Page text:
Cindolo et al.,      Multi institution        CSS
  2013 (1)                                    CSS

Karakiewicz et       Multi institution        CSS
  al., 2009 (7)
Karakiewicz et       Multi institution        CSS
  al., 2009 (13)
Karakiewicz et       Multi institution        CSS
  al., 2007 (6)
Kutikov et al.,      Multi institution        CSS
  2010 (14)
Gontero et al.,      Multi institution        CSS
  2013 (15)                                OS-CSS-DFS
Tan et al., 2011     Single institution    OS-CSS-DFS
  (18)
Hupertan et al.,     Single institution     CSS-DFS
  2006 (16)
Utsumi et al.,         Multi       CUH        DFS
  2011 (19)         institution   Centre      DFS
                                   CCC        DFS
                                  Centre      DFS
Suzuki et al.,       Multi institution        DFS
  2011 (17)
Klatte et al.,       Multi institution      CSS-DFS
  2008 (21)                                 CSS-DFS

Brookman-Amissah,    Single institution       DFS
  2009 (20)
Zastrow et al.,      Single institution       CSS
  2013 (22)

Reference               Data source               AUC

Kattan et al.,       Single institution          0.740
  2001 (9)                                 0.700-0.715-0.752
Liu et al.,          Single institution    0.752-0.793-0.841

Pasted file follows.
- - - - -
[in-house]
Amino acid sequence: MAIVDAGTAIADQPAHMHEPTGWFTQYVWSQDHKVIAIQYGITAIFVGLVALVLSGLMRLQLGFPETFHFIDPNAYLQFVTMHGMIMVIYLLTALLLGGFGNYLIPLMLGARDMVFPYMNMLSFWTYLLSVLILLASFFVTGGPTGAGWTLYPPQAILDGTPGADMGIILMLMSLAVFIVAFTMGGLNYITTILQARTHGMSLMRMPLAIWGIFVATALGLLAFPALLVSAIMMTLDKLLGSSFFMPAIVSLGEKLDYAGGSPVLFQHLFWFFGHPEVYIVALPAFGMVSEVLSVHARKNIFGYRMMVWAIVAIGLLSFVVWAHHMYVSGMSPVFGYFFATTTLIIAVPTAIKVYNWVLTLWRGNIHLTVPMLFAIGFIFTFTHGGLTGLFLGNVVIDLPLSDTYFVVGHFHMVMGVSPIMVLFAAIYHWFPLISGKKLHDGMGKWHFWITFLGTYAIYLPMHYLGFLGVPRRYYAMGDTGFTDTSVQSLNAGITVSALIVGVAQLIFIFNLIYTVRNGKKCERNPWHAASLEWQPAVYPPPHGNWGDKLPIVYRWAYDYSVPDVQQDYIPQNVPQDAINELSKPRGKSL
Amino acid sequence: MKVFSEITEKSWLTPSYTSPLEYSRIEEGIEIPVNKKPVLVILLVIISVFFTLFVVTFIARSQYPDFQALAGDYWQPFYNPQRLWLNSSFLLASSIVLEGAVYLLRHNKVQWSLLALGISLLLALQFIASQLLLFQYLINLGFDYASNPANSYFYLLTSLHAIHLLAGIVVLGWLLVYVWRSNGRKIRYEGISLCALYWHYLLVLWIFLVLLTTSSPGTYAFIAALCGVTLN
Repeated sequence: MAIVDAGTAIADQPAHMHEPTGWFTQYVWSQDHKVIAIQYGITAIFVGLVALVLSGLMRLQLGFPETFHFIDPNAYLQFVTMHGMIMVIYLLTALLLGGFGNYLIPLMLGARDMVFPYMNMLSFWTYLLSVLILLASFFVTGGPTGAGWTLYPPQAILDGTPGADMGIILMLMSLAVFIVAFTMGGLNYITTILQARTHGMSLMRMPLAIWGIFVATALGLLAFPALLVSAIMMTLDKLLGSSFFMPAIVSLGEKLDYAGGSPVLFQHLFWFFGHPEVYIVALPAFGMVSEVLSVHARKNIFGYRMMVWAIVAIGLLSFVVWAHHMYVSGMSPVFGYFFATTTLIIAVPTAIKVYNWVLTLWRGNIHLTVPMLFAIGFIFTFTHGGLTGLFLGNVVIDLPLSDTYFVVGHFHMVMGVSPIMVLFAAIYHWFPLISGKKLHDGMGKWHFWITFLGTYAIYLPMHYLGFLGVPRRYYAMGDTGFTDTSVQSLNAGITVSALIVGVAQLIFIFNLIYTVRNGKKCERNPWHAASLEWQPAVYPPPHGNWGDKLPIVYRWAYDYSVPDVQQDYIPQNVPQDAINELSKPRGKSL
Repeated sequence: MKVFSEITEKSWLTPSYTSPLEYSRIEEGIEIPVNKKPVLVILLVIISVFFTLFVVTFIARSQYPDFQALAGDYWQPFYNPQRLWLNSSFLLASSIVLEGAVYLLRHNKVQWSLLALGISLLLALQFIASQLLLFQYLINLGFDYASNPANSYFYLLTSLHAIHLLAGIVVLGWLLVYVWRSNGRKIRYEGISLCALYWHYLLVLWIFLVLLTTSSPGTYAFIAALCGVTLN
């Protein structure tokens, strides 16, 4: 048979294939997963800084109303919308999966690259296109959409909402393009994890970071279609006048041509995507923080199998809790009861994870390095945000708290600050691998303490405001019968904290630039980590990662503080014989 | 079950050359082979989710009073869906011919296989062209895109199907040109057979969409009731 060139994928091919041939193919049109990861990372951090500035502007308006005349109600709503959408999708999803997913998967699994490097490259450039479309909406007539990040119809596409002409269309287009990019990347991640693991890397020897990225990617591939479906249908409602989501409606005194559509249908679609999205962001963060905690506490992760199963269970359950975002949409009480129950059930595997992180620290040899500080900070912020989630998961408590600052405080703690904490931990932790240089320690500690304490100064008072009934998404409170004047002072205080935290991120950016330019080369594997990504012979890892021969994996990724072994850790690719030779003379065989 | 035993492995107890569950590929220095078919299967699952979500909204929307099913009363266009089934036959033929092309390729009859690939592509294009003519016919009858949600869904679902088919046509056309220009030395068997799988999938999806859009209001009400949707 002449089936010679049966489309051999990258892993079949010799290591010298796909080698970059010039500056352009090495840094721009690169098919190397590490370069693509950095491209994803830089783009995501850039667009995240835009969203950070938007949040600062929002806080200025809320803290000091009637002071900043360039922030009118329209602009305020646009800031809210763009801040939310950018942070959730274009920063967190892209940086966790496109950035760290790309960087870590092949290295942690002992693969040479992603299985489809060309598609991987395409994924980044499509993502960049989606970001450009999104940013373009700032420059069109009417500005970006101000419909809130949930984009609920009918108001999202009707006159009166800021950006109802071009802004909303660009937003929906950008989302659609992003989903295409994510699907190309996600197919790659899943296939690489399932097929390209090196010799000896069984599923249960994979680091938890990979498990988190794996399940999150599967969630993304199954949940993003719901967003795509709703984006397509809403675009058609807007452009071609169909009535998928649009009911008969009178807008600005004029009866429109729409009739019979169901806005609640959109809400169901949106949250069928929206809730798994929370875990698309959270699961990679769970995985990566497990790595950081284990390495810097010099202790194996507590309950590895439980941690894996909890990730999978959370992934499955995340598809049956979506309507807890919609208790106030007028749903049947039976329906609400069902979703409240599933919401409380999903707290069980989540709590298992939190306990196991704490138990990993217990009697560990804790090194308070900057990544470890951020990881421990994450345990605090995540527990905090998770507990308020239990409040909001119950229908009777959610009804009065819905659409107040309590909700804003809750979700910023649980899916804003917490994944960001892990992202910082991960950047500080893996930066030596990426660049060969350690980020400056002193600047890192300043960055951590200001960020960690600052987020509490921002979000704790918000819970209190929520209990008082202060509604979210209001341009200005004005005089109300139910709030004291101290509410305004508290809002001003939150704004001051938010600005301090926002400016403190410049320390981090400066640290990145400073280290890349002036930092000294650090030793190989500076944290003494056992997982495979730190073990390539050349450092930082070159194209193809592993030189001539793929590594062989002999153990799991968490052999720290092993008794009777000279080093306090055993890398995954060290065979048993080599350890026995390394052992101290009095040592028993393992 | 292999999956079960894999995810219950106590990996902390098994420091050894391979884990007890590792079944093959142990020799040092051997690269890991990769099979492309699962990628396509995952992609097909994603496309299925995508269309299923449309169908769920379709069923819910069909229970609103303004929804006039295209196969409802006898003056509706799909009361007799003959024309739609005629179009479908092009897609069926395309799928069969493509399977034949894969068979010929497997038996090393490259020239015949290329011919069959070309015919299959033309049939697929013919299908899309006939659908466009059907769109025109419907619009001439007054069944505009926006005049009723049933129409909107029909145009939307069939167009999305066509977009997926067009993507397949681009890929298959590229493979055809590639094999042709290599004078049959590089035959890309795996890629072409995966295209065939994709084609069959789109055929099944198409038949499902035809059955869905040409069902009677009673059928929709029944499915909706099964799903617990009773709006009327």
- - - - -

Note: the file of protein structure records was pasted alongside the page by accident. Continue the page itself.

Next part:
2009 (12)                                0.716-0.754-0.785
Cindolo et al.,      Single institution           N/A
  2003 (8)
Cindolo et al.,      Multi institution     0.615-0.648-0.672
  2005 (4)                                 0.706-0.771-0.807
Cindolo et al.,      Multi institution           0.784
  2013 (1)                                       0.842
Karakiewicz et       Multi institution           0.842
  al., 2009 (7)
Karakiewicz et       Multi institution           0.867
  al., 2009 (13)
Karakiewicz et       Multi institution           0.865
  al., 2007 (6)
Kutikov et al.,      Multi institution           0.867
  2010 (14)
Gontero et al.,      Multi institution           0.860
  2013 (15)                                0.670-0.730-0.730

Tan et al., 2011     Single institution    0.770-0.840-0.810
  (18)
Hupertan et al.,     Single institution       0.847-0.607
  2006 (16)
Utsumi et al.,         Multi       CUH           0.795
  2011 (19)         institution   Centre         0.700
                                   CCC           0.745
                                  Centre         0.634